Feature Stories

Optimal learning environment

UGA's Science Learning Center was engineered to foster collaboration and problem-solving skills to prepare students for thriving careers in the STEM, or science, technology, engineering and math, fields. The facility, which opened last August, is enhancing the learning environment and addressing the demand for STEM classes at the university.

Part of America's economic success comes from leading the world in translating discoveries into products, said Timothy Burg, director of UGA's Office of STEM Education. As the U.S. works to maintain this edge and the state of Georgia looks to secure its economic future, they will rely on a new generation of talented engineers, mathematicians, biologists, chemists and computer scientists who have exceptional skills, imagination and vision.

"Companies must complete projects that have hard constraints, unclear solutions, require multiple disciplines' perspectives, span multiple countries and governments, extend ethical reasoning and require new technology," Burg said. "Students who graduate with proven skills in these areas are needed."

UGA students seem to be answering the call. Nearly one in five UGA students now graduates with a degree in a STEM discipline, and selection of a STEM major is up by nearly 75 percent in the last five years, thanks in large part to the growth of UGA's College of Engineering.

Given this rising interest in STEM fields, the timing of the 250,000-square-foot SLC was just right. During the fall 2016 and spring 2017 semesters, students filled an average of nearly 13,000 seats in the SLC for instruction per semester. An average of 60 courses across approximately 375 course sections were taught each of those semesters.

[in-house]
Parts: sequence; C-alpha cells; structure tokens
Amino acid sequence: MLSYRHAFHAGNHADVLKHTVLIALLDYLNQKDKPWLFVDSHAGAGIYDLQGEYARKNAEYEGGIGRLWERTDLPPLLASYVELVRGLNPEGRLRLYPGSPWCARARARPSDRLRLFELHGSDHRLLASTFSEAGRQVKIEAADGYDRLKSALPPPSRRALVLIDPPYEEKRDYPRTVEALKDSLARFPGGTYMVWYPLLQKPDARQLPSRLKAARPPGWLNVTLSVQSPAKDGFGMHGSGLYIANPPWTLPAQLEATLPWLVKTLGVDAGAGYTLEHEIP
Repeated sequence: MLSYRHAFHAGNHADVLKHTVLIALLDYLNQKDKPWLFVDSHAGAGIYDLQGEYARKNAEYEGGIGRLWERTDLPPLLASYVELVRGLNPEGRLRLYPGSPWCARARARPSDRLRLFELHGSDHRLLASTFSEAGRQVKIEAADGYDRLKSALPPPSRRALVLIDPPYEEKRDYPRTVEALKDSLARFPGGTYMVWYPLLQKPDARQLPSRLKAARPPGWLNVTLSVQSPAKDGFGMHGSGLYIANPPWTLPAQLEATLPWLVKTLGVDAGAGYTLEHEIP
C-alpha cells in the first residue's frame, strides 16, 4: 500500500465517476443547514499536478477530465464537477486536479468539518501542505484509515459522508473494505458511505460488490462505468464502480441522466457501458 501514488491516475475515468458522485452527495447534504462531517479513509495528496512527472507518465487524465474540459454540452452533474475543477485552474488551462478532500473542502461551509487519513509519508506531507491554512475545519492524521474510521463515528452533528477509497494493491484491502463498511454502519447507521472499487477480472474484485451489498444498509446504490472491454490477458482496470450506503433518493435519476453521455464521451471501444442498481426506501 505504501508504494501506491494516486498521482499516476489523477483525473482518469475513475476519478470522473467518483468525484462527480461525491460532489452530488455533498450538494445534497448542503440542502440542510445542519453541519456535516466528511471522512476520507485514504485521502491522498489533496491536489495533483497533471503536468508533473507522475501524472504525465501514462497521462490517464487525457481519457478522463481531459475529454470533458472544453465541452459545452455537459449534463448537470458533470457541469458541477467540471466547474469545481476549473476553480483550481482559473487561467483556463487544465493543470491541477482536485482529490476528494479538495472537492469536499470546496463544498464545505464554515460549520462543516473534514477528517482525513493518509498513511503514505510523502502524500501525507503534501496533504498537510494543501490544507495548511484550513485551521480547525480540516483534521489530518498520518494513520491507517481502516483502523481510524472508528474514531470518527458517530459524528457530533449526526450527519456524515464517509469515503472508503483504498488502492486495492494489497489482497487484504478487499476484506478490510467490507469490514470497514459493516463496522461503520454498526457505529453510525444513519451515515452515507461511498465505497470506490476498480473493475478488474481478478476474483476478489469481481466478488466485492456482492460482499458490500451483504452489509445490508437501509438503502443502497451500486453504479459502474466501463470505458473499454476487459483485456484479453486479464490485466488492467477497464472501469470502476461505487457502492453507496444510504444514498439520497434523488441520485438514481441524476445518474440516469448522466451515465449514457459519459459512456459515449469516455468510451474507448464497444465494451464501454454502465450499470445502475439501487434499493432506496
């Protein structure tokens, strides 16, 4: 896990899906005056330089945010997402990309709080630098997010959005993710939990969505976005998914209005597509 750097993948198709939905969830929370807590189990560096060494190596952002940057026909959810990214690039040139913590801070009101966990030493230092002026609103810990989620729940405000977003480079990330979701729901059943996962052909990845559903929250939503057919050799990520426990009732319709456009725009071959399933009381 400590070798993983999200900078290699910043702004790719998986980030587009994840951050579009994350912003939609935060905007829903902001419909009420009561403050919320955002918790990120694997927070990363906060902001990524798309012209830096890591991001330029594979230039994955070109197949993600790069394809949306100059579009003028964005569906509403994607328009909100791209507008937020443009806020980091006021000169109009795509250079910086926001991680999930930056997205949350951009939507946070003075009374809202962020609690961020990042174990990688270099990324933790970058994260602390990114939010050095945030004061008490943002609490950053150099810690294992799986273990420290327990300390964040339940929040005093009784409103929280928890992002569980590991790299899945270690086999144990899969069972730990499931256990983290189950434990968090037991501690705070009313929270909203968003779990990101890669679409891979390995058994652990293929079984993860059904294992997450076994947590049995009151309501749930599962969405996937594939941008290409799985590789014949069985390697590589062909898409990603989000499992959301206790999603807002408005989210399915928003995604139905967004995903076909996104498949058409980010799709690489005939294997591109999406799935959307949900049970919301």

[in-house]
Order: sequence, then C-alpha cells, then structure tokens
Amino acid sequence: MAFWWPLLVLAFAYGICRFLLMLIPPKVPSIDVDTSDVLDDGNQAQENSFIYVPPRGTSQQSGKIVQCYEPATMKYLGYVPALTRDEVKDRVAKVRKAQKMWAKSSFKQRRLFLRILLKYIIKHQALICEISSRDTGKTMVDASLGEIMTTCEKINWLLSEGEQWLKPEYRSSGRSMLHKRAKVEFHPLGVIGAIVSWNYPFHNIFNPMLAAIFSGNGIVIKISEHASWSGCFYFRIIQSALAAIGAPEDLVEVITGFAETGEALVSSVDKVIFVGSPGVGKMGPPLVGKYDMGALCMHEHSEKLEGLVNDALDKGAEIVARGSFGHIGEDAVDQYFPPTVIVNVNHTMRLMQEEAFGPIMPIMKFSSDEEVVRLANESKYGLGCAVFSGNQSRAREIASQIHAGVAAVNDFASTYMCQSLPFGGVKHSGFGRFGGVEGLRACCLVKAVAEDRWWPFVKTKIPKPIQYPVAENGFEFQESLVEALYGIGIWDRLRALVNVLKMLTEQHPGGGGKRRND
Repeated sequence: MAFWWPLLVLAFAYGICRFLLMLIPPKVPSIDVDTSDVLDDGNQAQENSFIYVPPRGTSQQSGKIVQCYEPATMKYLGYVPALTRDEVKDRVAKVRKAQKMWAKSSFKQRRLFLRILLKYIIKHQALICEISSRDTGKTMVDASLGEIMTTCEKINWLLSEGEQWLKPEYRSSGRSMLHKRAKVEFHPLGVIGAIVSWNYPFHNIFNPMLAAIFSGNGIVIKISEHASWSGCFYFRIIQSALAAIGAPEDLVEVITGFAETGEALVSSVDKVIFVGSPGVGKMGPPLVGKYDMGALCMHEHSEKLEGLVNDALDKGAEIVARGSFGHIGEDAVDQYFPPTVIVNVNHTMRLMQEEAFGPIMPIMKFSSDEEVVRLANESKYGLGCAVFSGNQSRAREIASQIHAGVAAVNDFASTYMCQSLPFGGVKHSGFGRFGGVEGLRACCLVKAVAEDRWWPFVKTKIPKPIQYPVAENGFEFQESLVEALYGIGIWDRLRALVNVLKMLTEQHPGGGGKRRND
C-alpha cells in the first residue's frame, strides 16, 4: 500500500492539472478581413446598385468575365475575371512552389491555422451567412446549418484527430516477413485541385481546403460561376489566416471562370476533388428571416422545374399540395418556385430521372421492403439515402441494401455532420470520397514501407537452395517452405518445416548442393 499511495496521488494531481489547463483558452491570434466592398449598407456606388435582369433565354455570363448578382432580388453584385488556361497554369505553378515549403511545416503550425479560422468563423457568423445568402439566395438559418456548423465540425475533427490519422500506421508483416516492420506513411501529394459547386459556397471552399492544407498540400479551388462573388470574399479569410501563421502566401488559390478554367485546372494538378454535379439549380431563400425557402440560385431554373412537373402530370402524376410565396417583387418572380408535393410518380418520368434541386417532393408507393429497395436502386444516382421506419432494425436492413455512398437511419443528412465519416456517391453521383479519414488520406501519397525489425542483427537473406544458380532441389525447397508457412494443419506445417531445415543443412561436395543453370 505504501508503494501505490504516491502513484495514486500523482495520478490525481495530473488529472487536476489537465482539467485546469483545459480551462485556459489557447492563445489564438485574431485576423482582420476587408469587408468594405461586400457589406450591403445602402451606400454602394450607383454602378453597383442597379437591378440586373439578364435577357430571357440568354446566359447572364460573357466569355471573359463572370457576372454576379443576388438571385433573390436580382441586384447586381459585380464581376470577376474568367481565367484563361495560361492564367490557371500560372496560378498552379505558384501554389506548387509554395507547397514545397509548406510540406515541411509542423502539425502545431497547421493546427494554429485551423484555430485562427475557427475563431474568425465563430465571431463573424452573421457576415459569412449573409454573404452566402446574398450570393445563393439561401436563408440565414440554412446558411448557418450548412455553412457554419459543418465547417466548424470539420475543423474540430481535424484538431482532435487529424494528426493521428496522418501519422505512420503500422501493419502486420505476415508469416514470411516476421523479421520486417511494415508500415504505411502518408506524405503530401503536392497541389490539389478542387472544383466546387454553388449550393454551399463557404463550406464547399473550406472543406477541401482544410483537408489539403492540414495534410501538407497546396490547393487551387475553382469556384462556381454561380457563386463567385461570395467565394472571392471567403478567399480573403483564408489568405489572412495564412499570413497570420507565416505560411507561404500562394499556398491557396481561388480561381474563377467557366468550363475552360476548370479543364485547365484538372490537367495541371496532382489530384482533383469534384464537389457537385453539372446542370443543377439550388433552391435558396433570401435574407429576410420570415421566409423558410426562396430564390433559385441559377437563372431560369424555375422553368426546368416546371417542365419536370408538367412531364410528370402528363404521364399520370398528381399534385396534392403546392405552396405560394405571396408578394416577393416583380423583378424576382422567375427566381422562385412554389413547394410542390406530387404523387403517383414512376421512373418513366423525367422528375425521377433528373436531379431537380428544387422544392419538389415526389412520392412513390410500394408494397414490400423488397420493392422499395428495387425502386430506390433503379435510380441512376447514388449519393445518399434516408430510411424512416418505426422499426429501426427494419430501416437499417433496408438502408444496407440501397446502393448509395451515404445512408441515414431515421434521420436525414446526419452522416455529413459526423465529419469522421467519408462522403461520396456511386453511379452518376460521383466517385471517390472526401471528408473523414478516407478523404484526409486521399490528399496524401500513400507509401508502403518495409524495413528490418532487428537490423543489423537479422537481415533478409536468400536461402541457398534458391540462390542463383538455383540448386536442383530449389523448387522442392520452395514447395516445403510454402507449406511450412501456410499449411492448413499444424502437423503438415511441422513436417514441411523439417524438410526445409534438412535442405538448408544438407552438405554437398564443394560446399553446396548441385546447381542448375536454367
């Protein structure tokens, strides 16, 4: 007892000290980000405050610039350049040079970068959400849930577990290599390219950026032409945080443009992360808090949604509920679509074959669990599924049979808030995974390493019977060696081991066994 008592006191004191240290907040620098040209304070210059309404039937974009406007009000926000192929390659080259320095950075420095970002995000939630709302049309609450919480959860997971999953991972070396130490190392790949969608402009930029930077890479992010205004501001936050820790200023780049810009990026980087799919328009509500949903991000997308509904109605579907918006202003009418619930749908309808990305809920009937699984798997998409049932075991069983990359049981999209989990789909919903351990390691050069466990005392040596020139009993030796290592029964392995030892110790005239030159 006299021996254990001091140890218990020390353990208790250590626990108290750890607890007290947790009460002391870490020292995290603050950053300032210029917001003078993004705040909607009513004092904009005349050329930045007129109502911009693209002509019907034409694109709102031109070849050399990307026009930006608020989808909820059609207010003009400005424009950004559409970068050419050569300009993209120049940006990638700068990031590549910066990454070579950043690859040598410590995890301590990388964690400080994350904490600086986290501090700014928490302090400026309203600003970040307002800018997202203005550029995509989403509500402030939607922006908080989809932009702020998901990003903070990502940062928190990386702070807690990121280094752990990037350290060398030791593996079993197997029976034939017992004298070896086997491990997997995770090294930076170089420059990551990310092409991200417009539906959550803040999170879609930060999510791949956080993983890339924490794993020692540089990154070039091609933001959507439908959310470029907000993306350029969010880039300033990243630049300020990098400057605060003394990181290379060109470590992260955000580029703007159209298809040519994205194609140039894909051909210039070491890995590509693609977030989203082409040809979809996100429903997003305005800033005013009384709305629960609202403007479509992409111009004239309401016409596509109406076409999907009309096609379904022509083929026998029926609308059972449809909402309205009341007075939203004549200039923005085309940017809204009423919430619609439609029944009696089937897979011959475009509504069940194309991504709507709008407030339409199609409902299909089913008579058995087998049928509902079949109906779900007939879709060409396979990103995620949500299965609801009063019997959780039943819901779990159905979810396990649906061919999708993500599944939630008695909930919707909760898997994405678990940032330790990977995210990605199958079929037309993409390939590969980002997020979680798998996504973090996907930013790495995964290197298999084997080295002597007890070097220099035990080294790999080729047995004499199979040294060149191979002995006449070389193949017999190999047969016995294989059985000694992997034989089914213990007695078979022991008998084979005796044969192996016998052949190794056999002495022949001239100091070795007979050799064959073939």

But it's not just the size of the facility that's been an asset for students. The SLC delivers an optimal learning environment through the building's design and by professors' attention to effective teaching strategies.

"The Science Learning Center was designed to incorporate the evolution of teaching with active learning methods, where students are challenged to provide more sophisticated demonstrations of what they have learned, beyond the traditional mastery of facts and techniques, and develop collaboration skills that will help them beyond the classroom," said Rahul Shrivastav, the university's vice president for instruction.

Devanshi Nayak, a senior biochemistry and molecular biology student, was a peer learning assistant in Norris Armstrong's Introduction to Biology course, which was held in one of the 280-seat teaching classrooms. Nayak and other undergraduate students in the Peer Learning Assistant program help foster collaboration, good study habits and productive learning techniques at the SLC.

She was impressed with how the large classroom, with extra spacing between desks and flexible chairs, improved student interaction.

"It facilitates group work when there is a lot of emphasis on collaboration," she said. "If you want to be a researcher or engineer or any other profession in a STEM field, you have to work well on a team."

For several years, Brad Barnes had taught his Introduction to Computer Science course in a lecture-style format. In essence, Barnes stood in front of the classroom to explain concepts and answer students' questions. 

With the opening of the SLC, Barnes adapted his teaching style for a SCALE-UP classroom. SCALE-UP, which stands for Student-Centered Active Learning Environment for Undergraduate Programs, combines the philosophy of active-learning instruction with a space designed to create intimate group assignments in a larger-enrollment classroom. 

Compared to previous courses taught elsewhere, Barnes noticed a small bump in students' grades with this new format last year. But more than that, he noticed a new dynamic in the class.

"The thing that is most exciting to me is what you can't measure," he said. "Class would end, and students wouldn't notice. They would be engaged in their work." 

What better evidence that the SLC is living up to its promise?

Published Tuesday,